to the Population Research Center at The University of Texas at Austin by the Eunice Kennedy
Shriver National Institute of Child Health and Human Development. Cameron A. Hecht is
supported by the National Science Foundation Postdoctoral Research Fellowship under grant
number 2004831. The content is solely the responsibility of the authors and does not necessarily
represent the official views of the National Institutes of Health, the National Science Foundation,
and other funders.
Growth Mindset Affordances
Beliefs play a central role in human development. For instance, a growth mindset—a belief about
the malleability of intelligence—can shape how adolescents interpret and respond to academic
difficulties and how they subsequently navigate the educational system. But do usually-adaptive
beliefs have the same effects for adolescents regardless of the contexts they are in? Answering
this question can reveal new insights into classic developmental questions about continuity and
change. Here we present the Mindset ´ Context framework and we apply this model to the
instructive case of growth mindset interventions. We show that teaching students a growth
mindset is most effective in educational contexts that provide affordances for a growth mindset;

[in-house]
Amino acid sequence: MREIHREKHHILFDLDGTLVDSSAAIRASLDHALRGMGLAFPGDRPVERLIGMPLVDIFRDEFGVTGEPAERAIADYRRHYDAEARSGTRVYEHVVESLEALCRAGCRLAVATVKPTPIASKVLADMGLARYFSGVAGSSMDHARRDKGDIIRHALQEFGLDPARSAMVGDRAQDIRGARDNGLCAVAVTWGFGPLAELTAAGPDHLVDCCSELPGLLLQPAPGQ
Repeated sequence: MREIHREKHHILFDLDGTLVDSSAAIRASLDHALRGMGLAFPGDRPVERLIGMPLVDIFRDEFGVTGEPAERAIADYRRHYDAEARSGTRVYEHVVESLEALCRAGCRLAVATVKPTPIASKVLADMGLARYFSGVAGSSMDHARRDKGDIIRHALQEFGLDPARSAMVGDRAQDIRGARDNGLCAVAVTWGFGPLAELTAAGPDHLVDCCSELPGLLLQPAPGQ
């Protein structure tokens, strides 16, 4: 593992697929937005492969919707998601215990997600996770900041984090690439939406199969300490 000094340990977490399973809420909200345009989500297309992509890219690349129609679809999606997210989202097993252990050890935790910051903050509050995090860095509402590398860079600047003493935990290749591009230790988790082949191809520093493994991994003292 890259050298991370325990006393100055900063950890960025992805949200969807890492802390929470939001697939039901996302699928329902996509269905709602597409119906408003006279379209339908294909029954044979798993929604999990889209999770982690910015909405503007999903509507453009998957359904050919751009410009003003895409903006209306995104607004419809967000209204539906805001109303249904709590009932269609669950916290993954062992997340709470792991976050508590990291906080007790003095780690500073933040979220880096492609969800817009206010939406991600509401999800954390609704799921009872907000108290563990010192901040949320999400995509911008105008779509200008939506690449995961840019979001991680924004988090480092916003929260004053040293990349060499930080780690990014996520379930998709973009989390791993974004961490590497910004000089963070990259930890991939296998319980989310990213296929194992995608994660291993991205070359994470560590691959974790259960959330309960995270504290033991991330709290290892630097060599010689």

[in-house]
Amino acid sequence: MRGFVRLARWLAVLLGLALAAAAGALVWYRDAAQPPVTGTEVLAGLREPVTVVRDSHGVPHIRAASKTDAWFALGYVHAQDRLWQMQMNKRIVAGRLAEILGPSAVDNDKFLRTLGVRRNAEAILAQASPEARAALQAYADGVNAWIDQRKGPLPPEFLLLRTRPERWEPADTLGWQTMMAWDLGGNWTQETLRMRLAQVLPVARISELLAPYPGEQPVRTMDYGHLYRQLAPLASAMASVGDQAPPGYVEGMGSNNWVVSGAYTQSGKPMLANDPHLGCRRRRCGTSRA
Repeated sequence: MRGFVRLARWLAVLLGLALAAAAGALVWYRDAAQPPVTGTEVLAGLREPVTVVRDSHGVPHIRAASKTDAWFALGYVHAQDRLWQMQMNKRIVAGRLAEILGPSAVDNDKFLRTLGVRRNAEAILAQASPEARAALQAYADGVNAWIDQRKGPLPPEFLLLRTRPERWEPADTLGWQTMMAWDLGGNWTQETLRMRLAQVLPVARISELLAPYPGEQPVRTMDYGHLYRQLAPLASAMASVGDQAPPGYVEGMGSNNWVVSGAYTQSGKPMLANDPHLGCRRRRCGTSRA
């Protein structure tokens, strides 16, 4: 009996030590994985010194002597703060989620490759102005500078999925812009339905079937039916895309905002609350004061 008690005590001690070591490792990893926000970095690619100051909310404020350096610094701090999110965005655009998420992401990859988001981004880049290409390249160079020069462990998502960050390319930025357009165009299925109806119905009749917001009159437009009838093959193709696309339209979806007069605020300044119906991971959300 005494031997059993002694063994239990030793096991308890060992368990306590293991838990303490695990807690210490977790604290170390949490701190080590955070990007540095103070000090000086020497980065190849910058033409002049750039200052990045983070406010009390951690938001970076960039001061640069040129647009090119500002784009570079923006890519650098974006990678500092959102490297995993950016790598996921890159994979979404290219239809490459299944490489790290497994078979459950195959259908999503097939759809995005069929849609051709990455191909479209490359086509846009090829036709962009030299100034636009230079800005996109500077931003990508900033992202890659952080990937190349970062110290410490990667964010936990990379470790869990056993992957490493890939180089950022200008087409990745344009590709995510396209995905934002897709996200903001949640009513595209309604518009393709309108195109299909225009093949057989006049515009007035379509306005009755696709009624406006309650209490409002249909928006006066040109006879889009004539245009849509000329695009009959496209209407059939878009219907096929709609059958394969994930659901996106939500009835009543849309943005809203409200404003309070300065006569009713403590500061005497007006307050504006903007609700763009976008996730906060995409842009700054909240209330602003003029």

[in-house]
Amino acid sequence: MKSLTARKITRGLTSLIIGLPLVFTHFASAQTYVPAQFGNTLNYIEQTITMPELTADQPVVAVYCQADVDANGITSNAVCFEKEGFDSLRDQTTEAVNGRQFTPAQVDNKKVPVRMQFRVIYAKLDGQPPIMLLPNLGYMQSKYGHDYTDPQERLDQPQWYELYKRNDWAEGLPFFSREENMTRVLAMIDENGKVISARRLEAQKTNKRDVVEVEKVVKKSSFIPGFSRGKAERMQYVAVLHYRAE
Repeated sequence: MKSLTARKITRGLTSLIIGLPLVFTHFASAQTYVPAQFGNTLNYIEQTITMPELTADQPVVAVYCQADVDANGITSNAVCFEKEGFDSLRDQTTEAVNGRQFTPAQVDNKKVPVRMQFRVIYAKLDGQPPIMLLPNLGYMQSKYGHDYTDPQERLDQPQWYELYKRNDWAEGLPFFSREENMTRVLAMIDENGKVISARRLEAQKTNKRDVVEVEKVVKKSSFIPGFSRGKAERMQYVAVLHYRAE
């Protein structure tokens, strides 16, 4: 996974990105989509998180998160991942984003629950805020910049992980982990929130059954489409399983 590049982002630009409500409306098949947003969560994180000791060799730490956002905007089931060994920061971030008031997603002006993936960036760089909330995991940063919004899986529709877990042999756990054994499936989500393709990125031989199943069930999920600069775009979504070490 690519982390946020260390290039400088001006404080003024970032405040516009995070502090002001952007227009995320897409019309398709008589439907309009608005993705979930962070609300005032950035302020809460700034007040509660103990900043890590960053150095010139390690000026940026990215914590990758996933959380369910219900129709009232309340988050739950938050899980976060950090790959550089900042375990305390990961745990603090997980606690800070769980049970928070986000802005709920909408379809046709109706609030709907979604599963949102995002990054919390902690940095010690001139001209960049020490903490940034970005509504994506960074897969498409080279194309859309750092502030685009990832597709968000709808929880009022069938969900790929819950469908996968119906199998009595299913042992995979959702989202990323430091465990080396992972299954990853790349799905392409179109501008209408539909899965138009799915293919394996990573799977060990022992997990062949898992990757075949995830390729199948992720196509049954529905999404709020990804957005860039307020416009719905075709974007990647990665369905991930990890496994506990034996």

that is, contexts that permit and encourage students to view ability as developable and to act on
that belief. This evidence contradicts the “beliefs alone” hypothesis, which holds that teaching
adolescents a growth mindset is enough and that students can profit from these beliefs in almost
any context, even unsupportive ones. The Mindset ´ Context framework leads to the realization
that in order to produce more widespread and lasting change, we must complement the belief-
changing interventions that have been aimed at students with new interventions that guide
teachers toward classroom policies and practices that allow students’ growth mindset beliefs to
take root and yield benefits.
Keywords: Adolescence, beliefs, growth mindset, affordances, intervention, education
Growth Mindset Affordances
Beliefs, Affordances, and Adolescent Development:
Lessons from a Decade of Growth Mindset Interventions
1. Introduction
From infancy, our beliefs (i.e., schemas, lay theories, or mindsets) occupy an interesting
space between our past and future selves. Beliefs are our packaged mental representations of the
world as we experienced it (see Dweck, 2017), but they also shape how we engage with the
world going forward—how we interpret what happened, what we expect to happen next, and
which actions make sense in light of our interpretations. And yet our beliefs do not make us
oblivious to reality, even as they narrow our vision, because we must decide when and how to